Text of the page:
uses like this.  (A "hello world" program statically linked against glibc is
over 400k.  With uClibc it's 7k.  Also note that glibc dlopens libnss to do
name lookups, even when otherwise statically linked.)

A good first step is to get initramfs to run a statically linked "hello world"
program as init, and test it under an emulator like qemu (www.qemu.org) or
User Mode Linux, like so::

  cat > hello.c << EOF
  #include <stdio.h>
  #include <unistd.h>

  int main(int argc, char *argv[])
  {
    printf("Hello world!\n");
    sleep(999999999);
  }
  EOF
  gcc -static hello.c -o init
  echo init | cpio -o -H newc | gzip > test.cpio.gz
  # Testing external initramfs using the initrd loading mechanism.
  qemu -kernel /boot/vmlinuz -initrd test.cpio.gz /dev/zero

When debugging a normal root filesystem, it's nice to be able to boot with
"init=/bin/sh".  The initramfs equivalent is "rdinit=/bin/sh", and it's
just as useful.

Why cpio rather than tar?
-------------------------

This decision was made back in December, 2001.  The discussion started here:

  http://www.uwsg.iu.edu/hypermail/linux/kernel/0112.2/1538.html

And spawned a second thread (specifically on tar vs cpio), starting here:

  http://www.uwsg.iu.edu/hypermail/linux/kernel/0112.2/1587.html

The quick and dirty summary version (which is no substitute for reading
the above threads) is:

1) cpio is a standard.  It's decades old (from the AT&T days), and already
   widely used on Linux (inside RPM, Red Hat's device driver disks).  Here's
   a Linux Journal article about it from 1996:

      http://www.linuxjournal.com/article/1213

   It's not as popular as tar because the traditional cpio command line tools
   require _truly_hideous_ command line arguments.  But that says nothing
   either way about the archive format, and there are alternative tools,
   such as:

     http://freecode.com/projects/afio

2) The cpio archive format chosen by the kernel is simpler and cleaner (and
   thus easier to create and parse) than any of the (literally dozens of)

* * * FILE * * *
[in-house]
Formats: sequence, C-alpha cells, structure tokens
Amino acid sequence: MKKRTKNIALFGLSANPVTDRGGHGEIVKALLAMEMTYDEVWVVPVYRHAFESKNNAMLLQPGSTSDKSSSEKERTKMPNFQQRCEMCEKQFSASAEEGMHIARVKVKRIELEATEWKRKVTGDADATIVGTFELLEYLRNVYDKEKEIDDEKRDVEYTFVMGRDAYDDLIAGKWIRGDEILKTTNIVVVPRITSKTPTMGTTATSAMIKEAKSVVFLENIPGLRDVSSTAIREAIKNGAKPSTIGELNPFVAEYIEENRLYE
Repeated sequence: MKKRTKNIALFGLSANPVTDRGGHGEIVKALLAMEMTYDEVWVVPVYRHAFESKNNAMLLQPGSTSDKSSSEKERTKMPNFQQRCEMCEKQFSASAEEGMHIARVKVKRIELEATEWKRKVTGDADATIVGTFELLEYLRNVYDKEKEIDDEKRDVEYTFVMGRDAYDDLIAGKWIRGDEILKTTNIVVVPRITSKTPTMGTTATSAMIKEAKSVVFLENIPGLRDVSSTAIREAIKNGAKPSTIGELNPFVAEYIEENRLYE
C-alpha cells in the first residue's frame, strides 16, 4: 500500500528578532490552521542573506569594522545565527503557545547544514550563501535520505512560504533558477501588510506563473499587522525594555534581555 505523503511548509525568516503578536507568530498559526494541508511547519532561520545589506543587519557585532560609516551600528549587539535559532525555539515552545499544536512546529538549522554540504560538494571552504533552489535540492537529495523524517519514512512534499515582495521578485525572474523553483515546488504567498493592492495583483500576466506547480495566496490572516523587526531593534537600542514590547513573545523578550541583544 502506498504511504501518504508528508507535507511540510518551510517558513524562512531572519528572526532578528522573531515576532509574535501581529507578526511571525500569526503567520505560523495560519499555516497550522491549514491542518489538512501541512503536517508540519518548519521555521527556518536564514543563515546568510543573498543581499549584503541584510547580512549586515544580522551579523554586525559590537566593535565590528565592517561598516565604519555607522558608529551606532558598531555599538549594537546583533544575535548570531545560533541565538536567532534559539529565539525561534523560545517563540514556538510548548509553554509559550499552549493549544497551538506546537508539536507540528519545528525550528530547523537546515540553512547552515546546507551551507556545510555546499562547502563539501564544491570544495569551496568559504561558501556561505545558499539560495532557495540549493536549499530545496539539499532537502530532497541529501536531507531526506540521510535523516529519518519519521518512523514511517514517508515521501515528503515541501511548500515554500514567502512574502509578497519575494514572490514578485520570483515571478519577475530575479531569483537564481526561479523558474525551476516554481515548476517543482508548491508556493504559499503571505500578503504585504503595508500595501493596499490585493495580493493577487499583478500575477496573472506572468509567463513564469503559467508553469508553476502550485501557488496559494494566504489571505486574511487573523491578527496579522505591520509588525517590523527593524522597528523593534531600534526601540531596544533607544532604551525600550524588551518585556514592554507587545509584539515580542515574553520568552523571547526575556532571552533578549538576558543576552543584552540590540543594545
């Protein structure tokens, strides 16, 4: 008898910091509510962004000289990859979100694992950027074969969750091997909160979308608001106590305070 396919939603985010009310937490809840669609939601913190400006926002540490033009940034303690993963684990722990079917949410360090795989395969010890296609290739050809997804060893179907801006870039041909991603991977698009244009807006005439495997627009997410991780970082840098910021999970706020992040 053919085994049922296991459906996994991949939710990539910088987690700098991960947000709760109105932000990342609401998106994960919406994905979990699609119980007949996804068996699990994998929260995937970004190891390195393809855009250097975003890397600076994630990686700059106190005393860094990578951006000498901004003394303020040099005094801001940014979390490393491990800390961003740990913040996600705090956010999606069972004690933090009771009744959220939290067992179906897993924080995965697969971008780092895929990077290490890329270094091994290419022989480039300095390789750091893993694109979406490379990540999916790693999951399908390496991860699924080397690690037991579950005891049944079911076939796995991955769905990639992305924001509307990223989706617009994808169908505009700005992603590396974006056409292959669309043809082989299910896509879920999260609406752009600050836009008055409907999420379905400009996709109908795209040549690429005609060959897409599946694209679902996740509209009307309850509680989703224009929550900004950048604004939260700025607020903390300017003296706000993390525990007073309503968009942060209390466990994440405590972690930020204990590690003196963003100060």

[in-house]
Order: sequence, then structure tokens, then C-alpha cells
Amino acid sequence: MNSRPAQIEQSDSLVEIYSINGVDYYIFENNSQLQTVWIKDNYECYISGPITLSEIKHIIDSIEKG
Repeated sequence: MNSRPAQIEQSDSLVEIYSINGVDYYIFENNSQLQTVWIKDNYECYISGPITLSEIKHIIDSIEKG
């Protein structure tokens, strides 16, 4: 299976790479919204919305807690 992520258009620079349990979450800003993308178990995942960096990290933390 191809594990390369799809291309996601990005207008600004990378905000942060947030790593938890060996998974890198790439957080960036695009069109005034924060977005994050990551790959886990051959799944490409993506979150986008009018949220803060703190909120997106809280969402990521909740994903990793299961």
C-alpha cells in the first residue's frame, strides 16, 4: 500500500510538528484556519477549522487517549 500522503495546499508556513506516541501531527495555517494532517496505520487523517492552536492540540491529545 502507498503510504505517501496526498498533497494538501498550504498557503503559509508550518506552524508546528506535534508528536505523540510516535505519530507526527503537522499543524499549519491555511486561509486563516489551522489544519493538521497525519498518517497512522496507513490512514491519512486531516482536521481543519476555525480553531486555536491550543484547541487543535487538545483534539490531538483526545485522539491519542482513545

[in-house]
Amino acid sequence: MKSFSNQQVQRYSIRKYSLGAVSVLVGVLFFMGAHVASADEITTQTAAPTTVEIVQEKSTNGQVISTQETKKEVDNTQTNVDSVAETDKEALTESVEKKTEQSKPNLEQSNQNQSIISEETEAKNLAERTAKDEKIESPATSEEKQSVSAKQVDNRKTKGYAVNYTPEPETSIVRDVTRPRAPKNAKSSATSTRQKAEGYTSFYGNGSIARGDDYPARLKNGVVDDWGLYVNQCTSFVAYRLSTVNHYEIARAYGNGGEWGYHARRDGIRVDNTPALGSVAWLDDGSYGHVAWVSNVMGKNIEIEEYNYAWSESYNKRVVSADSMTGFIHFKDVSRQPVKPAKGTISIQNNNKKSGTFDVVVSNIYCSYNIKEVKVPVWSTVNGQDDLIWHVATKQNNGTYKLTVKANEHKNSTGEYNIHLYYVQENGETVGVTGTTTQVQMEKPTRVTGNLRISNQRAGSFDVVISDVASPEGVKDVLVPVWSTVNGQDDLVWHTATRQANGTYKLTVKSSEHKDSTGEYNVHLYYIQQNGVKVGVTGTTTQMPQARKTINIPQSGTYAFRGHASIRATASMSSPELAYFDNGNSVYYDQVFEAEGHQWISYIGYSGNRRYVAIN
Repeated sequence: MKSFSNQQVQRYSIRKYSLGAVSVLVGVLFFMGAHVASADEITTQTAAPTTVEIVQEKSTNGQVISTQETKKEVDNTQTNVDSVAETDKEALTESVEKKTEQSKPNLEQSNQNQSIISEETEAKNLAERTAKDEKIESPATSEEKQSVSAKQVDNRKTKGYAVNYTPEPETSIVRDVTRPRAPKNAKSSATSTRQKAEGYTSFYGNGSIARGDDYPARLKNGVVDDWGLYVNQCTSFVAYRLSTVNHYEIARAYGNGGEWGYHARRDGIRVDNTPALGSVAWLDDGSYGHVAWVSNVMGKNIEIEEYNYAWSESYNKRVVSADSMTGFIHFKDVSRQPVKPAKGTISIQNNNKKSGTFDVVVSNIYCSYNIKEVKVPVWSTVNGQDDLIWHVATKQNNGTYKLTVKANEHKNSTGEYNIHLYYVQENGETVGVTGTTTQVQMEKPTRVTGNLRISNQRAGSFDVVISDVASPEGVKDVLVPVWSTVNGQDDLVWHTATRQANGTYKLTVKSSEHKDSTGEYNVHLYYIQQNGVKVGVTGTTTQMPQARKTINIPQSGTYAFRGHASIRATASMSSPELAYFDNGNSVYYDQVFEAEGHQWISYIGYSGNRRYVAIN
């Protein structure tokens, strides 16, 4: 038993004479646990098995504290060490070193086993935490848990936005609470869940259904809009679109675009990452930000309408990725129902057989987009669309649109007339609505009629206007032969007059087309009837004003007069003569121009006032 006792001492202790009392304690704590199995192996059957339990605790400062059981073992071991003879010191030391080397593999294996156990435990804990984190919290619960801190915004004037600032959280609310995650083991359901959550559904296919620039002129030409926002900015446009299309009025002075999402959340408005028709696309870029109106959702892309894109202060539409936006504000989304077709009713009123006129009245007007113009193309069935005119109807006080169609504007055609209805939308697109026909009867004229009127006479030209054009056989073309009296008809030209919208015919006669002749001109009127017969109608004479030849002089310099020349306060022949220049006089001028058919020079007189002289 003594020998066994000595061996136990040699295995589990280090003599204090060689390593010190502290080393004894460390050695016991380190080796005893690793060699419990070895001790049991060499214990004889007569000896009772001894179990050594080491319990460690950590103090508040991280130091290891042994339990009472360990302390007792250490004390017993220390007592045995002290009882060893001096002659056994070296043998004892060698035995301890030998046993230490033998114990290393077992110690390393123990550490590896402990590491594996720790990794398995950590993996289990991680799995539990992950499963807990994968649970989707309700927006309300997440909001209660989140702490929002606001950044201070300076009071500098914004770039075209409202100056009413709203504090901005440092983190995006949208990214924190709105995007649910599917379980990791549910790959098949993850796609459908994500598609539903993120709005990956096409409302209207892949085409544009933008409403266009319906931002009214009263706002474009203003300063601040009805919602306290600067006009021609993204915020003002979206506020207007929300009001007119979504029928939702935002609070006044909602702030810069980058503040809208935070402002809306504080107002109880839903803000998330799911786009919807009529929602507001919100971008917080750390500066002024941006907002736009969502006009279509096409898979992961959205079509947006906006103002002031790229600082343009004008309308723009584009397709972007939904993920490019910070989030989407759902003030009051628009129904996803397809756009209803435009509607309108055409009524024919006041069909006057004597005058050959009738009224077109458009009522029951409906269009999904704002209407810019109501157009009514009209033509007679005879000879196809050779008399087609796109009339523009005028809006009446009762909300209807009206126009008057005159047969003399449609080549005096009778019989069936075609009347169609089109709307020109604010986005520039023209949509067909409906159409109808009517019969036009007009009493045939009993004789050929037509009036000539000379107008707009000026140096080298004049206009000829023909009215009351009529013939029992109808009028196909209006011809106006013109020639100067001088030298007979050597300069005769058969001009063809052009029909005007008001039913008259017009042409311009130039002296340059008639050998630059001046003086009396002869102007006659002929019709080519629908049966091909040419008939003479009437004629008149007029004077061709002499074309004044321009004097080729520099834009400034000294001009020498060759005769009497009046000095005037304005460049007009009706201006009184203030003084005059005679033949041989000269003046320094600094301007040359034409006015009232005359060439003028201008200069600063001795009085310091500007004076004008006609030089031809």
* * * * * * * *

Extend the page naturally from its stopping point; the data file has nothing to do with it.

various tar archive formats.  The complete initramfs archive format is
   explained in buffer-format.txt, created in usr/gen_init_cpio.c, and
   extracted in init/initramfs.c.  All three together come to less than 26k
   total of human-readable text.

3) The GNU project standardizing on tar is approximately as relevant as
   Windows standardizing on zip.  Linux is not part of either, and is free
   to make its own technical decisions.

4) Since this is a kernel internal format, it could easily have been
   something brand new.  The kernel provides its own tools to create and
   extract this format anyway.  Using an existing standard was preferable,
   but not essential.

5) Al Viro made the decision (quote: "tar is ugly as hell and not going to be
   supported on the kernel side"):

      http://www.uwsg.iu.edu/hypermail/linux/kernel/0112.2/1540.html

   explained his reasoning:

     - http://www.uwsg.iu.edu/hypermail/linux/kernel/0112.2/1550.html
     - http://www.uwsg.iu.edu/hypermail/linux/kernel/0112.2/1638.html

   and, most importantly, designed and implemented the initramfs code.

Future directions:
------------------

Today (2.6.16), initramfs is always compiled in, but not always used.  The
kernel falls back to legacy boot code that is reached only if initramfs does
not contain an /init program.  The fallback is legacy code, there to ensure a
smooth transition and allowing early boot functionality to gradually move to
"early userspace" (I.E. initramfs).

The move to early userspace is necessary because finding and mounting the real
root device is complex.  Root partitions can span multiple devices (raid or
separate journal).  They can be out on the network (requiring dhcp, setting a
specific MAC address, logging into a server, etc).  They can live on removable
media, with dynamically allocated major/minor numbers and persistent naming
issues requiring a full udev implementation to sort out.  They can be
compressed, encrypted, copy-on-write, loopback mounted, strangely partitioned,
and so on.

This kind of complexity (which inevitably includes policy) is rightly handled
in userspace.  Both klibc and busybox/uClibc are working on simple initramfs
packages to drop into a kernel build.

The klibc package has now been accepted into Andrew Morton's 2.6.17-mm tree.
The kernel's current early boot code (partition detection, etc) will probably
be migrated into a default initramfs, automatically created and used by the
kernel build.